Hackers Deluge GayGamer.net with DoS Attacks

A hacker attacked GayGamer.net with a row of DoS (Denial of Service) attacks to knock it offline. The attacker inundated the only gay-gaming site that collects news, with hate speeches and threatening e-mails.

In the beginning on August 1, 2007 morning the site was receiving small numbers of DoS assaults. However, the site together with its host soon detected the IP address of the source of the attacks and blocked them by August 3, 2007. But in the evening same day there was another flood of hate messages on the site's chat room and forums. There were also some messages threatening to kill and large size images sent to cripple the site. The IP from where the messages and pictures originated was tracked to Philadelphia.

The hacker didn't attempt to access the site's databases, so all of that was undamaged. The site owner is now simply waiting for their ISP to get everything back in their original state to help reinstate the server online. There is hope that the problem would be remedied by the end of first week of August, said Flynn De Marco, Kotaku owner and editor of GayGamer.net. Phase1phaser reported this on August 5, 2007.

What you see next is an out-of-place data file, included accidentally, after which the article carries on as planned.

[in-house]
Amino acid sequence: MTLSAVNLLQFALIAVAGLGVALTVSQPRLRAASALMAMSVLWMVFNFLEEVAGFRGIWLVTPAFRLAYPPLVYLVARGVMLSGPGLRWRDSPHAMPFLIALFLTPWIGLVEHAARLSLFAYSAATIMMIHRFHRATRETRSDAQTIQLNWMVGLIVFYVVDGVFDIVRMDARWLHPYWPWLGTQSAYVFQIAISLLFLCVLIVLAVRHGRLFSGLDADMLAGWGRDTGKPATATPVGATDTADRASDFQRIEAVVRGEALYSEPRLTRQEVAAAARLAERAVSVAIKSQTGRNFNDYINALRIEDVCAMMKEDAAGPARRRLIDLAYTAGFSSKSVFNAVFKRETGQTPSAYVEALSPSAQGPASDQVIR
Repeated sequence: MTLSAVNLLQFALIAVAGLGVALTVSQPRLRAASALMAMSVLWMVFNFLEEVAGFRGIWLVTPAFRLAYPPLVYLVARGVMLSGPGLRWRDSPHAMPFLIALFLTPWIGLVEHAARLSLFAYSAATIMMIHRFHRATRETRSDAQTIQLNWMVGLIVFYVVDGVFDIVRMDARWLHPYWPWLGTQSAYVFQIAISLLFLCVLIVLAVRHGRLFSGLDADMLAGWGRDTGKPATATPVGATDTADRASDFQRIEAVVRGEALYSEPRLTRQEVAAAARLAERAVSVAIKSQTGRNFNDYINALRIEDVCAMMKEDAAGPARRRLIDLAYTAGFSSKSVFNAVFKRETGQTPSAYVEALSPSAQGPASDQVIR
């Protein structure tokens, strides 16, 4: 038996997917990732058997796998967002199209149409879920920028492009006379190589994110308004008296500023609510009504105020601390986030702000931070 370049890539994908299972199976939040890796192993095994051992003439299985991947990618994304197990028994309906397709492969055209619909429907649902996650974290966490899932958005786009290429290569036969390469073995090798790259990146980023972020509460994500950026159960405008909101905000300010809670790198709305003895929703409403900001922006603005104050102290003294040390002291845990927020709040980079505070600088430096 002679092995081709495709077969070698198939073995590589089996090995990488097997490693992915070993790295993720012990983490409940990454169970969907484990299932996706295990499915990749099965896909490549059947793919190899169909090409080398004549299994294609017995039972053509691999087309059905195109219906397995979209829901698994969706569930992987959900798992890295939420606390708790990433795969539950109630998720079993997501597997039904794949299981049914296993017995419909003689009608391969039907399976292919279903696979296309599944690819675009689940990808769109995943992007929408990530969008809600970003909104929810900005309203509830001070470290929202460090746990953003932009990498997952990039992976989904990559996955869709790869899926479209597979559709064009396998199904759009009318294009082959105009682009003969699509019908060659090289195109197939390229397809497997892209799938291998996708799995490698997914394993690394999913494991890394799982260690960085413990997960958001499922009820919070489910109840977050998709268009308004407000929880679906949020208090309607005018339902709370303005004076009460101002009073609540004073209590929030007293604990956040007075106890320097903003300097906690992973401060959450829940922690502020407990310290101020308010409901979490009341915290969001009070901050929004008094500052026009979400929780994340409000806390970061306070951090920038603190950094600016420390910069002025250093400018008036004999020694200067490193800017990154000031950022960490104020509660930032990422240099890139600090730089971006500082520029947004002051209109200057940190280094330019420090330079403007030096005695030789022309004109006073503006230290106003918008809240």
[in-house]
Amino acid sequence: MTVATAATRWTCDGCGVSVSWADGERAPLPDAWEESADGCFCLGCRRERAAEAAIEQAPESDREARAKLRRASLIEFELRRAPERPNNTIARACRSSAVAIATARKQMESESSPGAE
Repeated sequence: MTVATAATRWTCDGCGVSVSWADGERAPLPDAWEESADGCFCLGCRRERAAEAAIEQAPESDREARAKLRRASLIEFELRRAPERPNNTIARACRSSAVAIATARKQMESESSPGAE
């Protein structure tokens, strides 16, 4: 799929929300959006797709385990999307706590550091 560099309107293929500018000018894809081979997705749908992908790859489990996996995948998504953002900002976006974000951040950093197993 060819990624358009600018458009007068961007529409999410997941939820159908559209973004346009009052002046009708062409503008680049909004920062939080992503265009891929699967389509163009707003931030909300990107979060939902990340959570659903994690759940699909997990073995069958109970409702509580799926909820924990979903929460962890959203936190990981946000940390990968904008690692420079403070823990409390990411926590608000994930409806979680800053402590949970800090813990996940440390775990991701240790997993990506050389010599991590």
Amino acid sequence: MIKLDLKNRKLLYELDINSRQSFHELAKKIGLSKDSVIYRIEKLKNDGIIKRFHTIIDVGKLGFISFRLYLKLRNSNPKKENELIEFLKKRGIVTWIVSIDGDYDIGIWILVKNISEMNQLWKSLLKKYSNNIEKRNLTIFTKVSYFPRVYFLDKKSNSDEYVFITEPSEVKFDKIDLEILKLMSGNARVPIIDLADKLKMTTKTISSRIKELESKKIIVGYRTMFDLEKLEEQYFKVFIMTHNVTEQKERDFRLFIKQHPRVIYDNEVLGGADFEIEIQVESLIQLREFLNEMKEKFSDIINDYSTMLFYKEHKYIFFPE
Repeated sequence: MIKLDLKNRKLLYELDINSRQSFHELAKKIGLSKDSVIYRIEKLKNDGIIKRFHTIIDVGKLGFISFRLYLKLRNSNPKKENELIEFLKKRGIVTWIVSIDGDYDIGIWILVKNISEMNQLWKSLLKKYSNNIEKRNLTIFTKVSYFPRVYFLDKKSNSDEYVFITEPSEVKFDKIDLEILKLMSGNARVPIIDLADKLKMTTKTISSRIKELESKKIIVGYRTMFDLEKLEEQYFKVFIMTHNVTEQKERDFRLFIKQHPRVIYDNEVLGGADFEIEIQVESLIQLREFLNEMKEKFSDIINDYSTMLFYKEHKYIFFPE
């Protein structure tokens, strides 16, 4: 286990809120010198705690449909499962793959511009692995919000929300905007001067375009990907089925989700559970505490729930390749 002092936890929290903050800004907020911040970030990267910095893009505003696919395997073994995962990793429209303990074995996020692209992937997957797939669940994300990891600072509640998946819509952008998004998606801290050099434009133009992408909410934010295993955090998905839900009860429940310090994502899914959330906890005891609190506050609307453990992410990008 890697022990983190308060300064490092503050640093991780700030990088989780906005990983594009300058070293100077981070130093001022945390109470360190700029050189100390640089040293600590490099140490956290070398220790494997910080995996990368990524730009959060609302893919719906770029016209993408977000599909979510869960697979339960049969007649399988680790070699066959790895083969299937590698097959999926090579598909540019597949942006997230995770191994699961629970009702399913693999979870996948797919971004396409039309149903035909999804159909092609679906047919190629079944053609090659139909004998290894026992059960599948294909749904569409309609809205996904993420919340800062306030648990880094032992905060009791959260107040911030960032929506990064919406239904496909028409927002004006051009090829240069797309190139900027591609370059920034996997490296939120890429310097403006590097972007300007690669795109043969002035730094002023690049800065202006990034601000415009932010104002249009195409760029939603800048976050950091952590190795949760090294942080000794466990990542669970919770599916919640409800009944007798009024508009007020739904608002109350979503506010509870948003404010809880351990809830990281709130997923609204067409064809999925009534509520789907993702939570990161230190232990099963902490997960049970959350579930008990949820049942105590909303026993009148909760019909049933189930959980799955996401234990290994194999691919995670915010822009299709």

Although the site was cleaned of the obnoxious messages but since the attacks continued, the site's host had to take GayGamer offline until it was possible to permanently block the attacks. The site is also facing problems in getting a resolute answer from GoDaddy.com, the site's host.

This form of hate crime is called 'bias crime', according to the FBI. The criminal offense may occur against an individual, society or property where the offender feels biased against a religion, race, ethnicity or national origin, sexual orientation or disability.

It is rather unfortunate that in even virtual gaming and game coverage there are some who convey their opinion only by launching attacks on others.

Attacks of these types on game sites by homophobic hackers are becoming commonplace. There was a similar attack on the game site Mario in the end week of July 2007. The attack was with a worm known as Romario-A sent through e-mail.

Related article: Hackers Redirect Windows Live Search to Malicious Sites

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